It is thirty years since the Cold War between the Soviet Union and the west came to an end. The Soviet Union may no longer exist but when President Putin ordered the invasion of Ukraine he put the world on notice that his ambitions for a new Russian empire are real. The events of this past week suggest that western leaders will not allow that to happen. Are we on the brink of the old Cold War being replaced by something even more frightening?
To most observers the effect of the various meetings this past week of European and Nato leaders is that the West has drawn a new Iron Curtain along its border with Ukraine. In the words of the blueprint signed off by Nato leaders after their summit, Russia has become 'the most significant and direct threat to Allies' security and to peace and stability in the Euro-Atlantic area'. By any standards this is a profoundly worrying time in the history of relations between the West and its old adversary. It is the first time Nato has approved a significant update in its approach to Russia since 2010.
The document the leaders agreed says: "We cannot discount the possibility of an attack against allies' sovereignty and territorial integrity." The secretary general of Nato himself, Jens Stoltenberg, said: “We face the most serious security situation in decades. We live in a world where we have actually got war going on in Europe with large-scale military operations... If this becomes a full-scale war between Russia and Nato, then we see suffering, damage, death, destruction at this scale, which is much, much worse than what we see in Ukraine.'
So much for the rhetoric. In practical terms Nato pledged to supply more weapons and military support to Ukraine, which was promised more air defence systems, drones and kit for troops. But not just Ukraine. There will be more military personnel, ships and aircraft on standby to defend Nato countries from the Baltic to the Black Sea. The United States will increase America's military presence in Europe significantly. Troops will be stationed permanently in Poland. There will be two extra destroyers at the US naval base in Spain and two new squadrons of F-35 fighters to Britain. At present there are some 40,000 Nato troops on high alert in the region. That will be increased more than seven-fold to 300,000.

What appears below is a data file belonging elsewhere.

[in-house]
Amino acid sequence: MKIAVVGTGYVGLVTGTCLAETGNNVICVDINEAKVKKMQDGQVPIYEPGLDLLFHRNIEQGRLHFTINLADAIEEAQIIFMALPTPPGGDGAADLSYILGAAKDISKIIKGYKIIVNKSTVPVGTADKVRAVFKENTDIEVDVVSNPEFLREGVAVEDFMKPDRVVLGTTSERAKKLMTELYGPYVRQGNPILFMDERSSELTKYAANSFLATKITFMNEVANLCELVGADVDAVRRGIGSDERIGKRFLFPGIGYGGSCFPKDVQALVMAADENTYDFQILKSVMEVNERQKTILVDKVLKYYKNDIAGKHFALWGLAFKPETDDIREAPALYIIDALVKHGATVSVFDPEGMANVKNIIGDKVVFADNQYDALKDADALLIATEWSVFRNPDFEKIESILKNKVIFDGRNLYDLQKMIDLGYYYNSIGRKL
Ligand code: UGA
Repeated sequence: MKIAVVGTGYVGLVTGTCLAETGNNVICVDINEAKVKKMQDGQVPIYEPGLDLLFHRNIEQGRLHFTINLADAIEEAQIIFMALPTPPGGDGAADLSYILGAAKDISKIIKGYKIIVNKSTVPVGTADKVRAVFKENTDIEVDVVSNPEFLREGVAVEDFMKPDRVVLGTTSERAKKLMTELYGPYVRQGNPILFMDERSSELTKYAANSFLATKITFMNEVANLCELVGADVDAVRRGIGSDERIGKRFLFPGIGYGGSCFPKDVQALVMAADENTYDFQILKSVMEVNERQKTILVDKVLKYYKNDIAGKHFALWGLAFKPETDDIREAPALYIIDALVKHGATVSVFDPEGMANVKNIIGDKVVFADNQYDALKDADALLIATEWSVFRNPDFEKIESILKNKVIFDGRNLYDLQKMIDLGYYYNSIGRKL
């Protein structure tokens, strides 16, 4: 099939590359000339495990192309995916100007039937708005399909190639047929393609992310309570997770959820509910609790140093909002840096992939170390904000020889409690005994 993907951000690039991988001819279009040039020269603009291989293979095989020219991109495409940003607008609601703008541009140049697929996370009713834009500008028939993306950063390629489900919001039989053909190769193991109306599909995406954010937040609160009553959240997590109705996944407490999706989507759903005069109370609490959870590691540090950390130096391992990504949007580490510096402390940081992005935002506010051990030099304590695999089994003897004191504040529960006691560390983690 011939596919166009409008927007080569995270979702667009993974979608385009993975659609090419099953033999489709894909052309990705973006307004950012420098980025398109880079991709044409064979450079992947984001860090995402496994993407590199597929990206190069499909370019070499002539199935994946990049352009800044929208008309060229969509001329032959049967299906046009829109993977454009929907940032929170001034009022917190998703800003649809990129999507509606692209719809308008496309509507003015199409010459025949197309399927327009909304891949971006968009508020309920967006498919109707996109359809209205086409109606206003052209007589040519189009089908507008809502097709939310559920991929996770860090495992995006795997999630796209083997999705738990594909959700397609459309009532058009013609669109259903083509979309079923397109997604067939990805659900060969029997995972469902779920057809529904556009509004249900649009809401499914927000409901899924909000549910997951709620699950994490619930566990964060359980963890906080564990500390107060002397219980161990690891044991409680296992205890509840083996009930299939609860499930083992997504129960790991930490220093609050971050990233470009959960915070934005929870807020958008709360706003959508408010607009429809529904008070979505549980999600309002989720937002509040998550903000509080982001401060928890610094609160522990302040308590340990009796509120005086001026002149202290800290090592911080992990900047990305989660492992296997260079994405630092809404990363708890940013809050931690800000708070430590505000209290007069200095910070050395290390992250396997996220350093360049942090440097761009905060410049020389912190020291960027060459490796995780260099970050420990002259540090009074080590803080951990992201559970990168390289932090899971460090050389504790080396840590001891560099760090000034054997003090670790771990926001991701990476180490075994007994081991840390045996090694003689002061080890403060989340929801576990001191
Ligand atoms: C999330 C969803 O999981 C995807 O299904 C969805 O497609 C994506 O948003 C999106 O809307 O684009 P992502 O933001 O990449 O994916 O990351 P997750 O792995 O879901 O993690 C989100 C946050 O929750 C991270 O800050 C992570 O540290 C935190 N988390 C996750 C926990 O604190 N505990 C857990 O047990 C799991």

On the UK’s part, Boris Johnson has promised Ukraine an extra £1 billion in military support. In broader terms he said Britain’s defence spending would rise to 2.5% of national income by the end of the decade. That would cost tens of billions in extra spending. It was needed, Johnson said, because the West is facing a 'very different era' following Russia's invasion of Ukraine. The Defence Secretary Ben Wallace had already said an extra 1,000 British soldiers will be on standby so they could be deployed to Estonia in days and join the 2,000 already there. More Typhoon aircraft will be sent to Cyprus, while an aircraft carrier and its escort ships will be offered to Nato. Surveillance planes could also be used in the Black Sea if shipments of grain restart from Ukraine's ports.
The effect of all this is intended to have Vladimir Putin quaking in his boots – or, at least, force him to think again about his ambitious plans for a re-born Russian empire. Sceptics say it will do neither. Some fear that it risks a third world war with the unimaginable horror of a crazed Putin pressing the nuclear button. Others claim it does not go far enough.
In Britain’s case, for instance, the critics say it is ludicrous for Johnson to recognise the threats posed by an insurgent Russia while at the same time pursuing the government’s policy of reducing the size of the British army by 10,000 troops by 2025. One of those sceptics is the man who has just been appointed as the most senior military officer in the land, the chief of the general staff, General Sir Patrick Sanders.
Only two weeks after his appointment Sir Patrick had spelled out publicly how he saw the threat from Putin. He described it as our “1937 moment, when Britain and its allies needed to rearm to deter Moscow or risk being drawn into a wider war against Russia in future. Yet current defence spending plans envisage the size of the army being cut by 10,000 to 72,500, its smallest since the Napoleonic wars. Reversing those cuts, he said, should be a priority. Nato plans to bolster the alliance's defences will “clearly add to strains on the armed forces.”